By DANA SMITH
Tribune Staff Reporter
WITH studies showing the country’s conch stocks are on the decline, the Bahamas National Trust hosted a “conchservation” event as part of its campaign to raise awareness of the need to better manage the conch-fishing industry.
Noting that millions of the aquatic sea-slugs are caught yearly for consumption, BNT President Neil McKinney explained the conch population is now “skewed towards the juveniles” and catching that group would mean taking them before they get a chance to reach reproductive age.
Stressing the BNT is not advocating for a ban on conch or a closed season, Mr McKinney said he just wants to get the word out to Bahamians that the country is in need of a “strategy” on how to maintain the conch population.
“What we’re trying to do is to raise awareness about the stocks and the populations of the conch that we have here in the Bahamas,” he said, speaking at the event, hosted by Frankie Gone Bananas at Arawak Cay.
“All the studies we’ve had done and the surveys we’ve had done indicate that conch are on a decline and the simple truth is, if we keep doing what we are doing – they will continue to decline.
“Today, what we want to do is to start the dialogue and raise the awareness about how we’re going to change the way we manage our conch stocks, because that’s the only way we’re going to be able to maintain stocks or increase stocks – if we change what we’re doing and we change the practice that we have.”
What the BNT wants to do, Mr McKinney said, is talk to fishermen, restaurants, and the public in general, to “give them the facts.”
“Explain to them the biology of the conch, how they breed, how they reproduce, how long it takes for them to become mature. And then, let’s sit down and have a strategy on how we’re going save them in the sense that we’re going to maintain the population that we have,” he said.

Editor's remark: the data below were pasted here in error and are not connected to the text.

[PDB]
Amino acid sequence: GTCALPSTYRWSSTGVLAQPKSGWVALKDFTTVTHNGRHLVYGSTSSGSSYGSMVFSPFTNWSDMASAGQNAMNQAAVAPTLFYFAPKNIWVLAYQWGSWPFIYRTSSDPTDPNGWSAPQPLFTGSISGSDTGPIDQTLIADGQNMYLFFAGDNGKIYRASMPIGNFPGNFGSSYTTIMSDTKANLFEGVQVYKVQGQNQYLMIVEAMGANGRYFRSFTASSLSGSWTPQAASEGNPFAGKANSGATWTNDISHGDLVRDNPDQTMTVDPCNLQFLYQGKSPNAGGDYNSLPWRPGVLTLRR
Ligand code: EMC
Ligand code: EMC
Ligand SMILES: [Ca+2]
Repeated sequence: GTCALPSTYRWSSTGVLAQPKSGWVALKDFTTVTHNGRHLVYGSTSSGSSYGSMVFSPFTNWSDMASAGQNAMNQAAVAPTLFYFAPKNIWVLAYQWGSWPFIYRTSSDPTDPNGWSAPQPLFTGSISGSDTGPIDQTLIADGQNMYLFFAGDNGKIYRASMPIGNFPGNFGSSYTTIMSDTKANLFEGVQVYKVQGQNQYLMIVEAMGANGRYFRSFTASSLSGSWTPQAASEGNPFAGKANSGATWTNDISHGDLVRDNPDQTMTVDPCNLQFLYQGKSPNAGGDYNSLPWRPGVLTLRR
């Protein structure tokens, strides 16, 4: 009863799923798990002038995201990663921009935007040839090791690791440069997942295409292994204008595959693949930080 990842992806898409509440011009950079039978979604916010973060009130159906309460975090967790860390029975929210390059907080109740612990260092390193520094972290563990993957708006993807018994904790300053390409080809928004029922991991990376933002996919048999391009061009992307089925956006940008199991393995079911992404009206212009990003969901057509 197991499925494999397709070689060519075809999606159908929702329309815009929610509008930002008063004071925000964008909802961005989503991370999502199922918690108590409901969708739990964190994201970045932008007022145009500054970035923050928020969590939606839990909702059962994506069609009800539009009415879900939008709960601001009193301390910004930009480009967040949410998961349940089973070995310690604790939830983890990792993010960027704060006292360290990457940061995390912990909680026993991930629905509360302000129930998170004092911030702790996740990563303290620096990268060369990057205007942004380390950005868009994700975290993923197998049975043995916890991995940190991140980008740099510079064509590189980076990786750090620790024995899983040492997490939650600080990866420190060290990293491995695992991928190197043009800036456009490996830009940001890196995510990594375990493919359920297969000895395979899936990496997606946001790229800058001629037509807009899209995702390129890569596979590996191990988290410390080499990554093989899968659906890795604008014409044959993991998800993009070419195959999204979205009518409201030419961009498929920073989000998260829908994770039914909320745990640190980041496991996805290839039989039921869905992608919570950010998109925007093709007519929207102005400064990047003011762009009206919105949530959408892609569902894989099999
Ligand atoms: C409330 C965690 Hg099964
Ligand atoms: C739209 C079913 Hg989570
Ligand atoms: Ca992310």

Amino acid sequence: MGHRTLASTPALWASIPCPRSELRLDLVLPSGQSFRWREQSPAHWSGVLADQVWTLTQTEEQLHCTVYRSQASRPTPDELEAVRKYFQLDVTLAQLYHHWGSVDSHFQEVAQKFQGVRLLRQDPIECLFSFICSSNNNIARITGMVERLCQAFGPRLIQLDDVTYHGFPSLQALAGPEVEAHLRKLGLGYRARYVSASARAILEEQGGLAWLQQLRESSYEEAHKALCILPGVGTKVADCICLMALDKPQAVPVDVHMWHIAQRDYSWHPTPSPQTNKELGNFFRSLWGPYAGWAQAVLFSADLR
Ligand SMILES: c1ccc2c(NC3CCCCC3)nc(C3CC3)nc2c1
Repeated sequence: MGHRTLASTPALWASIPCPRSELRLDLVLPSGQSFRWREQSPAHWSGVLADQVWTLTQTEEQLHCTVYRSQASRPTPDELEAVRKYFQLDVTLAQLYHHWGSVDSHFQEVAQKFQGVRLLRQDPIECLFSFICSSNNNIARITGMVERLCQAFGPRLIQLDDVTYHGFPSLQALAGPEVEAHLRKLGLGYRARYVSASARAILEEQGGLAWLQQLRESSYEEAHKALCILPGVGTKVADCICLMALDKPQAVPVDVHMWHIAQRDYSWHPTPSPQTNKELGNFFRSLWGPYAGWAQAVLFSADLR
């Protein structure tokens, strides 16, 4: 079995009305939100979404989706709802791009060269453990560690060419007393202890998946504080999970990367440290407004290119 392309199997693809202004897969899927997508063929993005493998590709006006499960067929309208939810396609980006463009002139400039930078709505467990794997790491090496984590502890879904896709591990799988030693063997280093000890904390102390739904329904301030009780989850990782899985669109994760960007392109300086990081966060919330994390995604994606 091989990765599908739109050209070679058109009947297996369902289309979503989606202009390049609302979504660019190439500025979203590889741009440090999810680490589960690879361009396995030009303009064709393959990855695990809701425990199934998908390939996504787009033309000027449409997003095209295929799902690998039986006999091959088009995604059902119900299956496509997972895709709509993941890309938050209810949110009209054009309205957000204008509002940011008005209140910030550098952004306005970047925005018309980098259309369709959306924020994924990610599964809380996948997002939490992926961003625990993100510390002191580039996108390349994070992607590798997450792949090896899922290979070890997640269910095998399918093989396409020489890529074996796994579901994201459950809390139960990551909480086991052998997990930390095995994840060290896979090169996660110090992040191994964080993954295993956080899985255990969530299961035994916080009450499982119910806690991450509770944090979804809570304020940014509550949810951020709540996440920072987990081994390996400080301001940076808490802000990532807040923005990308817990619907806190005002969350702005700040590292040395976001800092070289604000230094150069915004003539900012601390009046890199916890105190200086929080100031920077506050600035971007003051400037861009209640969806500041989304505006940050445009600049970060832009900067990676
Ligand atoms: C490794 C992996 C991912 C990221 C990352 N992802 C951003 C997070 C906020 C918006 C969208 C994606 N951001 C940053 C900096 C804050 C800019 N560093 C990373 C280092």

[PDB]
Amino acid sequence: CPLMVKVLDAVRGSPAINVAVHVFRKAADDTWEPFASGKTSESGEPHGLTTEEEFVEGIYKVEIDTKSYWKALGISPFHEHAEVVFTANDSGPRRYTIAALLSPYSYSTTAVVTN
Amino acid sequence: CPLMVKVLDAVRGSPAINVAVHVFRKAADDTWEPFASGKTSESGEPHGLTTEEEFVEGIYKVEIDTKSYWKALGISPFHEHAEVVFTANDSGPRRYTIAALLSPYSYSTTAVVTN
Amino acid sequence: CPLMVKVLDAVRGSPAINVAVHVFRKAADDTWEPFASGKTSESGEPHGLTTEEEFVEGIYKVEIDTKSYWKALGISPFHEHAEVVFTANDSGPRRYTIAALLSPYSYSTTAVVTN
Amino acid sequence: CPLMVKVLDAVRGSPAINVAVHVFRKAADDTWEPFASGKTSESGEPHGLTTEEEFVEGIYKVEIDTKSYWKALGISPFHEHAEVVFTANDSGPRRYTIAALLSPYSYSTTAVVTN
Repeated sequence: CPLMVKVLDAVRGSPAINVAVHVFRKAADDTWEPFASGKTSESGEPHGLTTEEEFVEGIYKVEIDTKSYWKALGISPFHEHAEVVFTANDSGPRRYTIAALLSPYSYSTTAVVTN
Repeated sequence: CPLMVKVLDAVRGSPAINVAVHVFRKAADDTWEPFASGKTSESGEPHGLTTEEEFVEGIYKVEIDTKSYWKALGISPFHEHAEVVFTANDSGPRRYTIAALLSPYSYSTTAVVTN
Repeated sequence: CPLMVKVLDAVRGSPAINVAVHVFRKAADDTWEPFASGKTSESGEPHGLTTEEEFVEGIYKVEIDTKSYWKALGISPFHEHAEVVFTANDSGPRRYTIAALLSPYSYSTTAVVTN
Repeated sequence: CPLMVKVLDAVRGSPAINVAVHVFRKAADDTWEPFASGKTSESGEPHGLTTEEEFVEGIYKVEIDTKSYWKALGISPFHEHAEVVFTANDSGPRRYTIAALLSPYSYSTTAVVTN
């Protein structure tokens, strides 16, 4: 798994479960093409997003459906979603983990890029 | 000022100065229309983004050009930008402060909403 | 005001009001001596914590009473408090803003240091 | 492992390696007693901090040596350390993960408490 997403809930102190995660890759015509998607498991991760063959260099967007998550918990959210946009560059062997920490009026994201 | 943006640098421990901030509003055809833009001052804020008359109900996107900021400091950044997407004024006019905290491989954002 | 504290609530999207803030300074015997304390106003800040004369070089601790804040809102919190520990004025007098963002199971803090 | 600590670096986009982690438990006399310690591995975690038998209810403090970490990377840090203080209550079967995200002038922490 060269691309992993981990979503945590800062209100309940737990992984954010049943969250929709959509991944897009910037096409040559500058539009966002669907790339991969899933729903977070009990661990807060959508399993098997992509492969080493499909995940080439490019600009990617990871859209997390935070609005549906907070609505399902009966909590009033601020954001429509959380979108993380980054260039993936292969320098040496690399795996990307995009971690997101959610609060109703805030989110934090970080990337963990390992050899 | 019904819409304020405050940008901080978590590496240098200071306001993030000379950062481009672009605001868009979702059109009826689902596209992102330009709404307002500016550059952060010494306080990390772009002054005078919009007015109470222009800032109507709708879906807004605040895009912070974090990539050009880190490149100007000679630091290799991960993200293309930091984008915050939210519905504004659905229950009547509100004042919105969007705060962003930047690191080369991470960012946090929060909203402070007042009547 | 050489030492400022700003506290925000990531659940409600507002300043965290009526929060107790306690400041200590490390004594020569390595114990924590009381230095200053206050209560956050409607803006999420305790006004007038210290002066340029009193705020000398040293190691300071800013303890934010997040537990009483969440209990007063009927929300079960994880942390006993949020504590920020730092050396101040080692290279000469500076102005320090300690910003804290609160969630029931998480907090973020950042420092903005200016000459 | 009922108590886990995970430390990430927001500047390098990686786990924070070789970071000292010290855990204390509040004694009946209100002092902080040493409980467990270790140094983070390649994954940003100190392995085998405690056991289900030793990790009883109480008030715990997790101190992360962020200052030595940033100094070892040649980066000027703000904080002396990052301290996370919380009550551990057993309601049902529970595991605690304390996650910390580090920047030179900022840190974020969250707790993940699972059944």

“Hopefully to grow it back because there’s a very high percentage right now, biologically speaking, the population is skewed towards the juveniles which means that we’re taking them before they get a chance to reach reproductive stages.”
When asked how many pounds of conch are actually fished out of the sea per year for consumption, the BNT president said, “millions.”
“I’ll give you a couple of statistics that I know,” Mr McKinney said. “The Department of Marine Resource says that annually we export 500 to 600 pounds of conch. If you figure a conch weighs a half a pound – that’s over a million conch that we’re exporting.
“I’m told that that amount that we export is around 20 per cent of the annual take, so if you run the math on that, it’s significant.”
Environment Minister Kenred Dorsett was also present at the event where he told The Tribune the country has to work towards “nourishing those areas” where conch stocks are depleted.
“Conch is a part of our almost daily experience,” he said. “It’s a part of our diet and it provides economic opportunities for those who fish for the resources and bring it in for us to enjoy. To ensure that that maintains itself and is sustained over a long period of time, we have to understand the science involved in ensuring that those resources are available to us for generations unborn.
“We are going to have to start having national conversation about food security. I think we have to understand that there is a reason why we talk about getting conch at a particular size – ensuring they are mature when you get them, because we want to make sure they are able to have conchs for generations to come.
“There are some areas where they tell me that science indicates that some of those resources are depleted. We have to work towards nourishing those areas and bringing them back. But certainly where there are areas where we have significant numbers we have to protect and manage those resources as best as possible.”
The minister added: “It’s always best for a government to be guided by informed decision making and science to help us in that informed decision making.”